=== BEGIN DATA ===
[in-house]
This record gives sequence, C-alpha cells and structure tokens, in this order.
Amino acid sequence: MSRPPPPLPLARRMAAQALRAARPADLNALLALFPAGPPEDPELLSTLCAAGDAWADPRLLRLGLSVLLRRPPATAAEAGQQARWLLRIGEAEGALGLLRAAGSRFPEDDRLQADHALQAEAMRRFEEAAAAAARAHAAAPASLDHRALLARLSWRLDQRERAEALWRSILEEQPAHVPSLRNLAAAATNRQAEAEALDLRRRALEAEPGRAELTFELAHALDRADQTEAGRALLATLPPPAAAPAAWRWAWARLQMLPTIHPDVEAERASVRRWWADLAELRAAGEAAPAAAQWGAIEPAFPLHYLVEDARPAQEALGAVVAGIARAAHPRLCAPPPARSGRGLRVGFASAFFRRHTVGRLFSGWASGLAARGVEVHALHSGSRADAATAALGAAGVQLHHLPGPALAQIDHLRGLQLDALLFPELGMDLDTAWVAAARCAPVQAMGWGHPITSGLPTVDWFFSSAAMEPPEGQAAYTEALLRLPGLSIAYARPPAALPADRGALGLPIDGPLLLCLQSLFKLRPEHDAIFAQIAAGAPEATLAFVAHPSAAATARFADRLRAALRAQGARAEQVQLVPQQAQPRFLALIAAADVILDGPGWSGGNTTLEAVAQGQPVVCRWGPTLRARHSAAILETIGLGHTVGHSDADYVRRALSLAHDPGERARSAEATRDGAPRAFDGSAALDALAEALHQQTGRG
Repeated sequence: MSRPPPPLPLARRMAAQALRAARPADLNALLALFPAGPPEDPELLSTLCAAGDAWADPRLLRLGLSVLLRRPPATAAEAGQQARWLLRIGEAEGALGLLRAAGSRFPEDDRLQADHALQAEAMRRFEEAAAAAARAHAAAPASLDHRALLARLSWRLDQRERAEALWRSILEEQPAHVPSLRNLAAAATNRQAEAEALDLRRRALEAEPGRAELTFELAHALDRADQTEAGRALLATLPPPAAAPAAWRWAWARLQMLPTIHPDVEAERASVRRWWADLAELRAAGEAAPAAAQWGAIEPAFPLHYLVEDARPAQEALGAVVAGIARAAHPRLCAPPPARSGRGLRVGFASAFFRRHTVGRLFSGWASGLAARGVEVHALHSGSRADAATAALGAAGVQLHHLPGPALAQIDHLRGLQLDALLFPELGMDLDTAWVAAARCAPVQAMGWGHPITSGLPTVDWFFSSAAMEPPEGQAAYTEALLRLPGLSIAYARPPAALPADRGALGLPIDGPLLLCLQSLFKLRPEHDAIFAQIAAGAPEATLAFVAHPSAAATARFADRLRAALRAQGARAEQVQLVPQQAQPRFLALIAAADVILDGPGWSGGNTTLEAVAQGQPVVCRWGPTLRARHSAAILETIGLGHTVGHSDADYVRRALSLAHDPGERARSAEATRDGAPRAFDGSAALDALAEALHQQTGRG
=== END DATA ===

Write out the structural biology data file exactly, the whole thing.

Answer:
[in-house]
This record gives sequence, C-alpha cells and structure tokens, in this order.
Amino acid sequence: MSRPPPPLPLARRMAAQALRAARPADLNALLALFPAGPPEDPELLSTLCAAGDAWADPRLLRLGLSVLLRRPPATAAEAGQQARWLLRIGEAEGALGLLRAAGSRFPEDDRLQADHALQAEAMRRFEEAAAAAARAHAAAPASLDHRALLARLSWRLDQRERAEALWRSILEEQPAHVPSLRNLAAAATNRQAEAEALDLRRRALEAEPGRAELTFELAHALDRADQTEAGRALLATLPPPAAAPAAWRWAWARLQMLPTIHPDVEAERASVRRWWADLAELRAAGEAAPAAAQWGAIEPAFPLHYLVEDARPAQEALGAVVAGIARAAHPRLCAPPPARSGRGLRVGFASAFFRRHTVGRLFSGWASGLAARGVEVHALHSGSRADAATAALGAAGVQLHHLPGPALAQIDHLRGLQLDALLFPELGMDLDTAWVAAARCAPVQAMGWGHPITSGLPTVDWFFSSAAMEPPEGQAAYTEALLRLPGLSIAYARPPAALPADRGALGLPIDGPLLLCLQSLFKLRPEHDAIFAQIAAGAPEATLAFVAHPSAAATARFADRLRAALRAQGARAEQVQLVPQQAQPRFLALIAAADVILDGPGWSGGNTTLEAVAQGQPVVCRWGPTLRARHSAAILETIGLGHTVGHSDADYVRRALSLAHDPGERARSAEATRDGAPRAFDGSAALDALAEALHQQTGRG
Repeated sequence: MSRPPPPLPLARRMAAQALRAARPADLNALLALFPAGPPEDPELLSTLCAAGDAWADPRLLRLGLSVLLRRPPATAAEAGQQARWLLRIGEAEGALGLLRAAGSRFPEDDRLQADHALQAEAMRRFEEAAAAAARAHAAAPASLDHRALLARLSWRLDQRERAEALWRSILEEQPAHVPSLRNLAAAATNRQAEAEALDLRRRALEAEPGRAELTFELAHALDRADQTEAGRALLATLPPPAAAPAAWRWAWARLQMLPTIHPDVEAERASVRRWWADLAELRAAGEAAPAAAQWGAIEPAFPLHYLVEDARPAQEALGAVVAGIARAAHPRLCAPPPARSGRGLRVGFASAFFRRHTVGRLFSGWASGLAARGVEVHALHSGSRADAATAALGAAGVQLHHLPGPALAQIDHLRGLQLDALLFPELGMDLDTAWVAAARCAPVQAMGWGHPITSGLPTVDWFFSSAAMEPPEGQAAYTEALLRLPGLSIAYARPPAALPADRGALGLPIDGPLLLCLQSLFKLRPEHDAIFAQIAAGAPEATLAFVAHPSAAATARFADRLRAALRAQGARAEQVQLVPQQAQPRFLALIAAADVILDGPGWSGGNTTLEAVAQGQPVVCRWGPTLRARHSAAILETIGLGHTVGHSDADYVRRALSLAHDPGERARSAEATRDGAPRAFDGSAALDALAEALHQQTGRG